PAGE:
A report issued by a key U.S. Senate committee says the intelligence community predicted before the U.S-led invasion of Iraq that toppling Saddam Hussein would lead to violence and political uncertainty.
The U.S. Senate Intelligence Committee issued a lengthy report Friday that included two previously classified assessments by the National Intelligence Council in January 2003, and widely circulated throughout the Bush administration.
The assessments said establishing democracy in Iraq would present a "turbulent challenge," because the country had no history of representative government. The intelligence community also warned that both Iran and the al-Qaida terrorist group would exploit the postwar period to undermine U.S. efforts to achieve stability.
But the assessments incorrectly predicted that terrorist attacks would decline, and that Iraq's vast oil reserves would finance reconstruction efforts.
Senate Intelligence Committee chairman Jay Rockefeller of the opposition Democratic Party says the report proves the Bush administration failed to take the warnings about the post-war consequences in Iraq seriously.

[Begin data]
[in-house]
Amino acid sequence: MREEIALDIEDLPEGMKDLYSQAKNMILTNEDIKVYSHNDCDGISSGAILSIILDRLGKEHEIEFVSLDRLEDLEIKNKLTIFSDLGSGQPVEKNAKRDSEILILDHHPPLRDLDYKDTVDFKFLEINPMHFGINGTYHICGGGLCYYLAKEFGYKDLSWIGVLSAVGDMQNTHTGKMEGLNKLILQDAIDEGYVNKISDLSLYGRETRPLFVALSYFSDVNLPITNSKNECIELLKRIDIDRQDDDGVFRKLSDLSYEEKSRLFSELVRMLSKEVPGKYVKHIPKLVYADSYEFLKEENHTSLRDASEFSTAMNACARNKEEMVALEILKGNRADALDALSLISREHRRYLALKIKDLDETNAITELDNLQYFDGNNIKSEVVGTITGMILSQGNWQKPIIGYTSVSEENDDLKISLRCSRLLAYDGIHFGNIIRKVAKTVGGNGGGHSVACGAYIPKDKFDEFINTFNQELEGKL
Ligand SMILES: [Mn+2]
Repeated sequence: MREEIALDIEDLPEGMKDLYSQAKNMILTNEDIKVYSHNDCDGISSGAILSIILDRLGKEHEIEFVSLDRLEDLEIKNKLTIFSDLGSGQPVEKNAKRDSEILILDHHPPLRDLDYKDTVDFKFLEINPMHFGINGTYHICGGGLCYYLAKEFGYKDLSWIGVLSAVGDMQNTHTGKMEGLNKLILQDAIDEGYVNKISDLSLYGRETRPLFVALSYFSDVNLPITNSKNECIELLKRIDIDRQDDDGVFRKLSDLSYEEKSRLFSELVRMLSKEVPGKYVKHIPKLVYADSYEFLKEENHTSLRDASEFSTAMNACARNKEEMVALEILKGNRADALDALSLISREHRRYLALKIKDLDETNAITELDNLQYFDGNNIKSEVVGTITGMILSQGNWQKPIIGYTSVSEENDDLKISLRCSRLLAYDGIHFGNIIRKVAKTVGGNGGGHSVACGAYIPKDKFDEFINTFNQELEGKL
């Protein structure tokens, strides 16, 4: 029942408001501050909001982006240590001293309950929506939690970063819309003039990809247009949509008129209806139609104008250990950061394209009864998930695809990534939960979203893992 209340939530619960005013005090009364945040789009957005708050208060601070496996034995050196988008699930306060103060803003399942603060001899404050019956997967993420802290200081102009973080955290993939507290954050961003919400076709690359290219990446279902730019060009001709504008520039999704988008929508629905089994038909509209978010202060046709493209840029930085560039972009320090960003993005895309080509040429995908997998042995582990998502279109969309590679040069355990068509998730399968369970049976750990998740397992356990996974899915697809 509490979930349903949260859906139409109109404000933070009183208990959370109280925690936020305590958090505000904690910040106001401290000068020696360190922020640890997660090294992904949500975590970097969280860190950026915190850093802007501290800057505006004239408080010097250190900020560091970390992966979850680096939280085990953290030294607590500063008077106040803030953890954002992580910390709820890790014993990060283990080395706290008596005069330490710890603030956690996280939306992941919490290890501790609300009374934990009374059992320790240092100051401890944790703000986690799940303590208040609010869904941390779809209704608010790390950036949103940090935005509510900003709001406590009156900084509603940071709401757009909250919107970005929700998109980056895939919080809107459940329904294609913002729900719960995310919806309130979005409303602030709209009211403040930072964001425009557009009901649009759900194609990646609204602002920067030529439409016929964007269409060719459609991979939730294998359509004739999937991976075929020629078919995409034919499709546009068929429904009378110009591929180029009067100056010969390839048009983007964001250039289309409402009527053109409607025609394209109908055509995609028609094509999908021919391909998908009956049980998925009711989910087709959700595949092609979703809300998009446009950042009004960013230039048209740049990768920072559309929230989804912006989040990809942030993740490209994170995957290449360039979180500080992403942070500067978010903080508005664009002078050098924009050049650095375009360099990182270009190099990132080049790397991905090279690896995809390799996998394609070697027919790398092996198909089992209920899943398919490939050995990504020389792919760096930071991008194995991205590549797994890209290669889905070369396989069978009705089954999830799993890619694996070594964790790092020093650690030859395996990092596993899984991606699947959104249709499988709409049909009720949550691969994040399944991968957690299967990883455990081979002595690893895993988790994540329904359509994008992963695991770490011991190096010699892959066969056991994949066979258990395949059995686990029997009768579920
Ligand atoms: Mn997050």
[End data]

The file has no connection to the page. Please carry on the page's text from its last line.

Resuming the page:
But Christopher Bond, the Republican Party vice-chairman of the panel, says the report exaggerates the importance of the pre-invasion assessments.
The committee has been probing the pre-war intelligence leading up to the Iraq war. A report issued in 2004 focused on the intelligence community's failure to accurately determine the extent of Iraq's weapons of mass destruction. The panel has also been looking into the Bush administration's use of the intelligence.
Bond says the probe has become "too embroiled in partisanship and politics."
Some information for this report was provided by AP.